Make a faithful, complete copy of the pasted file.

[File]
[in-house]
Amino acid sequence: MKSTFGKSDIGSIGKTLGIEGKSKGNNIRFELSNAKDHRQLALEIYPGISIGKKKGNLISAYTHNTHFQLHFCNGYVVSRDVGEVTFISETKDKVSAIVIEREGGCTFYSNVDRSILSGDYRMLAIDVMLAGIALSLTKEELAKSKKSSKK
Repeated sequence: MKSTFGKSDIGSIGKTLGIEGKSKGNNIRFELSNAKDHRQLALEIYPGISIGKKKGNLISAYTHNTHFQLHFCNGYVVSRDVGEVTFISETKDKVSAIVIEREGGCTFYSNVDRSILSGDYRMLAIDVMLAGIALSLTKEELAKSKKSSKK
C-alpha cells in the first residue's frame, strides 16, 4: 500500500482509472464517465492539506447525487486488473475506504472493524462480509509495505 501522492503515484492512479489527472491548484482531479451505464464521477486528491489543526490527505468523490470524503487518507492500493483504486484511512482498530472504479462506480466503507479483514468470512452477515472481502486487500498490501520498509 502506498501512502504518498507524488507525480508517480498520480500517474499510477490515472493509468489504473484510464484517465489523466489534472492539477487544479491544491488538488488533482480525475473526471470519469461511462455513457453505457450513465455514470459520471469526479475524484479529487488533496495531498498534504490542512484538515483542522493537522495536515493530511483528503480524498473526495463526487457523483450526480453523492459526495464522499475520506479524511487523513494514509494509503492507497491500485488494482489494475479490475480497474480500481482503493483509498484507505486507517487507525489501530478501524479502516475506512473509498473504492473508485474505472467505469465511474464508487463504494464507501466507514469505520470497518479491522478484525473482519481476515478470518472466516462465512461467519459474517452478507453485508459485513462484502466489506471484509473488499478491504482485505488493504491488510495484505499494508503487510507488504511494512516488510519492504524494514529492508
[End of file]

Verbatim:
[in-house]
Amino acid sequence: MKSTFGKSDIGSIGKTLGIEGKSKGNNIRFELSNAKDHRQLALEIYPGISIGKKKGNLISAYTHNTHFQLHFCNGYVVSRDVGEVTFISETKDKVSAIVIEREGGCTFYSNVDRSILSGDYRMLAIDVMLAGIALSLTKEELAKSKKSSKK
Repeated sequence: MKSTFGKSDIGSIGKTLGIEGKSKGNNIRFELSNAKDHRQLALEIYPGISIGKKKGNLISAYTHNTHFQLHFCNGYVVSRDVGEVTFISETKDKVSAIVIEREGGCTFYSNVDRSILSGDYRMLAIDVMLAGIALSLTKEELAKSKKSSKK
C-alpha cells in the first residue's frame, strides 16, 4: 500500500482509472464517465492539506447525487486488473475506504472493524462480509509495505 501522492503515484492512479489527472491548484482531479451505464464521477486528491489543526490527505468523490470524503487518507492500493483504486484511512482498530472504479462506480466503507479483514468470512452477515472481502486487500498490501520498509 502506498501512502504518498507524488507525480508517480498520480500517474499510477490515472493509468489504473484510464484517465489523466489534472492539477487544479491544491488538488488533482480525475473526471470519469461511462455513457453505457450513465455514470459520471469526479475524484479529487488533496495531498498534504490542512484538515483542522493537522495536515493530511483528503480524498473526495463526487457523483450526480453523492459526495464522499475520506479524511487523513494514509494509503492507497491500485488494482489494475479490475480497474480500481482503493483509498484507505486507517487507525489501530478501524479502516475506512473509498473504492473508485474505472467505469465511474464508487463504494464507501466507514469505520470497518479491522478484525473482519481476515478470518472466516462465512461467519459474517452478507453485508459485513462484502466489506471484509473488499478491504482485505488493504491488510495484505499494508503487510507488504511494512516488510519492504524494514529492508